By John Neri
With winter approaching, we will soon be reminded of just how bad our roads are as potholes, cracks and uneven pavement become each driver’s road hazards. As more high schoolers graduate and more enroll in college, not enough are dedicating themselves to the engineering and science fields that could make a difference in our roads of today and the future.
In their most recent survey on the nation’s road conditions, the Reason Foundation listed California as 47th worst. Although the immediate reaction from many would be along the sarcastic line of “it figures,” a more thoughtful review can lead most to conclude that road conditions are a direct link to economics and education.
The study is a collection of information provided by each state to the federal government. The data looks at 11 categories, including: pavement conditions on rural and urban interstates; urban traffic congestion, deficient bridges, unsafe narrow lanes, traffic fatalities, total spending per mile of state roads and administrative costs per mile.
Perhaps one of the most stark pieces of information gathered is the amount California spends per mile of road as compared to their conditions. The state reported that it spent $679,000 per mile, one of the highest amounts paid for a mile of road in the U.S. This expense appears very unreal when compared to North Carolina, which has the nation’s largest highway system, and only spends $41,000 per mile.
California’s annual transportation budget is $13.5 billion for the 2013-14 fiscal year. With that amount, the 386,604 miles of road in the state need to be repaired. Simple math clearly shows the allotted amount is not enough, and the likelihood of applying a new tax for the shortcomings would not go over well with voters. So what options are there?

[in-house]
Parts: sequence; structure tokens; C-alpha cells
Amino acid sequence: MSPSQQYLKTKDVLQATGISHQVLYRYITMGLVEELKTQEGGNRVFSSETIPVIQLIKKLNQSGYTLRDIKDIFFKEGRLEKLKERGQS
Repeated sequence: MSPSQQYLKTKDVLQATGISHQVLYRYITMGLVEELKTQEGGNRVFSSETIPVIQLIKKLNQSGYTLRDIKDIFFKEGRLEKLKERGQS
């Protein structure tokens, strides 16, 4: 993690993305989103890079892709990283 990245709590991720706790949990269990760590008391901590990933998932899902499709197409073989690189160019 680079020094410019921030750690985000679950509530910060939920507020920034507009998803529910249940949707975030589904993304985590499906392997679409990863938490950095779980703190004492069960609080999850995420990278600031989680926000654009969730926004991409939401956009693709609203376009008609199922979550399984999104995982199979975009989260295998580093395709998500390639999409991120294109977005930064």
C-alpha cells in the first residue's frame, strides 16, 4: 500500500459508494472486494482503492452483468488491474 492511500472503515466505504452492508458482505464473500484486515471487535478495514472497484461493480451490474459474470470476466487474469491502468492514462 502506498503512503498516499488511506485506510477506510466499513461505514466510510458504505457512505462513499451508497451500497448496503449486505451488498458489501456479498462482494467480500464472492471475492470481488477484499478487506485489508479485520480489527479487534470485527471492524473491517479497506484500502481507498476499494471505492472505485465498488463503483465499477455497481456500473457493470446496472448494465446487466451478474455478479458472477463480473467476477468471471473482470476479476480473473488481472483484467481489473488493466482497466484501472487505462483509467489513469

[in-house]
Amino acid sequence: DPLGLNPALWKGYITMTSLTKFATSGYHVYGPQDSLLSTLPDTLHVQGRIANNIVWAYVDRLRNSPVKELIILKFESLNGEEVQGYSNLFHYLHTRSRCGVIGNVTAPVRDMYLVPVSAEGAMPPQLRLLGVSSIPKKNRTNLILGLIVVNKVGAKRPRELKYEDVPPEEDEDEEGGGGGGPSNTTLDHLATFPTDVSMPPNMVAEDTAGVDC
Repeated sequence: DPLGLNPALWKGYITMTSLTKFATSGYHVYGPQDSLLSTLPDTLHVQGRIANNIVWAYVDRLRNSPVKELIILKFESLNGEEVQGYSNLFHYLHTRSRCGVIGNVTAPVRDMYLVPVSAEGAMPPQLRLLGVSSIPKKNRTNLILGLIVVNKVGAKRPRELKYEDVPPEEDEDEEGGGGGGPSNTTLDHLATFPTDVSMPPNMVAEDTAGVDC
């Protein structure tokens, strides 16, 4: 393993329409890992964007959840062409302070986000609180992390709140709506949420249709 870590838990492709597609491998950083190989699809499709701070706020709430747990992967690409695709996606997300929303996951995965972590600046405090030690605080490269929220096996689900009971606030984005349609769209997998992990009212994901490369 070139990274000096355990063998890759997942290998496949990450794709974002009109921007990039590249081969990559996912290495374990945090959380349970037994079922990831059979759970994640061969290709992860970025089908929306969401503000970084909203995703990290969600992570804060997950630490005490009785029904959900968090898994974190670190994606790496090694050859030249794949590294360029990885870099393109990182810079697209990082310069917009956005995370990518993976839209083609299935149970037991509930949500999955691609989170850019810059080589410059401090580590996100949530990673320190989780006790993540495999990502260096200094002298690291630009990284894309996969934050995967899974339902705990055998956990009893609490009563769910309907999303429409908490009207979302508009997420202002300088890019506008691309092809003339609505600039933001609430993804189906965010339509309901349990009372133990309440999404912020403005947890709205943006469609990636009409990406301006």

For several decades, report after report have been indicating that Latinos, whose median age in the state is 27 (compared to 38 for White), need to be placed on the higher education tract. Yet, in 2012, only 16 percent of all Latinos in California had a college associates or higher degree, a figure insufficient to meet the state’s future economic demands, while 50 percent of Whites had a college degree. In addition, while slightly over 50 percent of elementary school children are Latino, not nearly enough pursue a college education.
According to a 2012 UC Berkeley study, persons who attain a college degree earn $1.3 million more than those with only a high school diploma. The more an individual earns, the more they are able to contribute toward government services, including transportation.
California’s demand for college graduates in the Science, Technology, Engineering, and Math (STEM) fields is increasing and could hit 1.1 million by 2018. Because of low Latino college enrollment, these jobs may end up being filled by an imported workforce. It includes the over 300 thousand engineering jobs in the transportation and technology fields.
To address this growing crisis, the Society of Hispanic Professional Engineers (SHPE) has stepped up and taken the issue as a mandate. Working with For Inspiration and Recognitions of Science and Technology (FIRST), they produced a video ad using celebrities to promote to Latino youth that science is hip.
Although SHPE is taking an aggressive approach, the fact remains that Latino students have the highest dropout rates in the state. Moreover, the average Latino high school senior is performing math at the 8th grade level. A concern that has been elevated to the White House.
“These facts are not obstacles for our organizations,” says SHPE CEO Pilar Montoya. “We see these as challenges that we need to overcome by working closely with our corporate and education partners, as well as out legislative leaders.”
SHPE’s efforts, in conjunction with other programs like PUENTE, are showing improvements that will allow Californians to enjoy traveling on its many roads without concern for their safety. - SacLatino
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